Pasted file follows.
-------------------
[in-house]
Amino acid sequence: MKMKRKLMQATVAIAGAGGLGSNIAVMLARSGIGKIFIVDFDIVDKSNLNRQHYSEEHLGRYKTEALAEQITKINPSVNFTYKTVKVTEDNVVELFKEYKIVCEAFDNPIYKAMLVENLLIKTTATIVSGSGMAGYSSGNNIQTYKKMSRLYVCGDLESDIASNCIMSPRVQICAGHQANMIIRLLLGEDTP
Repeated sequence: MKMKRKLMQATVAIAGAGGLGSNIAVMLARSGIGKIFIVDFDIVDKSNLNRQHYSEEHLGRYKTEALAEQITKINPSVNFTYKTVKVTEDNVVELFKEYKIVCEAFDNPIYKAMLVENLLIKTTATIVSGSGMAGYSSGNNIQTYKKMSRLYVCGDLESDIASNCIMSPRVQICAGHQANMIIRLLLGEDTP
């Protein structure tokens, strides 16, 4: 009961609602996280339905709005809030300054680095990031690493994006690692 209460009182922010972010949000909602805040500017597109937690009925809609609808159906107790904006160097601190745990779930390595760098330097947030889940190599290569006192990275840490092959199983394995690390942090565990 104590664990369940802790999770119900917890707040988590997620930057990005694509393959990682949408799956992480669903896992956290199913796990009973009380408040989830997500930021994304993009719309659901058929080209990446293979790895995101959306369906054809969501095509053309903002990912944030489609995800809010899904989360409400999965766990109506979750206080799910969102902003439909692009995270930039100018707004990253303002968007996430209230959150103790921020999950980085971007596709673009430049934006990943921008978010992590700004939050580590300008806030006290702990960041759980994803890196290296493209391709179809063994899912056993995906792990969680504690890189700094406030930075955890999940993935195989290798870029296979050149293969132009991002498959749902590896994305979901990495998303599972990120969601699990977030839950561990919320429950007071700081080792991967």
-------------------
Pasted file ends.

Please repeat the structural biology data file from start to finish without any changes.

[in-house]
Amino acid sequence: MKMKRKLMQATVAIAGAGGLGSNIAVMLARSGIGKIFIVDFDIVDKSNLNRQHYSEEHLGRYKTEALAEQITKINPSVNFTYKTVKVTEDNVVELFKEYKIVCEAFDNPIYKAMLVENLLIKTTATIVSGSGMAGYSSGNNIQTYKKMSRLYVCGDLESDIASNCIMSPRVQICAGHQANMIIRLLLGEDTP
Repeated sequence: MKMKRKLMQATVAIAGAGGLGSNIAVMLARSGIGKIFIVDFDIVDKSNLNRQHYSEEHLGRYKTEALAEQITKINPSVNFTYKTVKVTEDNVVELFKEYKIVCEAFDNPIYKAMLVENLLIKTTATIVSGSGMAGYSSGNNIQTYKKMSRLYVCGDLESDIASNCIMSPRVQICAGHQANMIIRLLLGEDTP
């Protein structure tokens, strides 16, 4: 009961609602996280339905709005809030300054680095990031690493994006690692 209460009182922010972010949000909602805040500017597109937690009925809609609808159906107790904006160097601190745990779930390595760098330097947030889940190599290569006192990275840490092959199983394995690390942090565990 104590664990369940802790999770119900917890707040988590997620930057990005694509393959990682949408799956992480669903896992956290199913796990009973009380408040989830997500930021994304993009719309659901058929080209990446293979790895995101959306369906054809969501095509053309903002990912944030489609995800809010899904989360409400999965766990109506979750206080799910969102902003439909692009995270930039100018707004990253303002968007996430209230959150103790921020999950980085971007596709673009430049934006990943921008978010992590700004939050580590300008806030006290702990960041759980994803890196290296493209391709179809063994899912056993995906792990969680504690890189700094406030930075955890999940993935195989290798870029296979050149293969132009991002498959749902590896994305979901990495998303599972990120969601699990977030839950561990919320429950007071700081080792991967």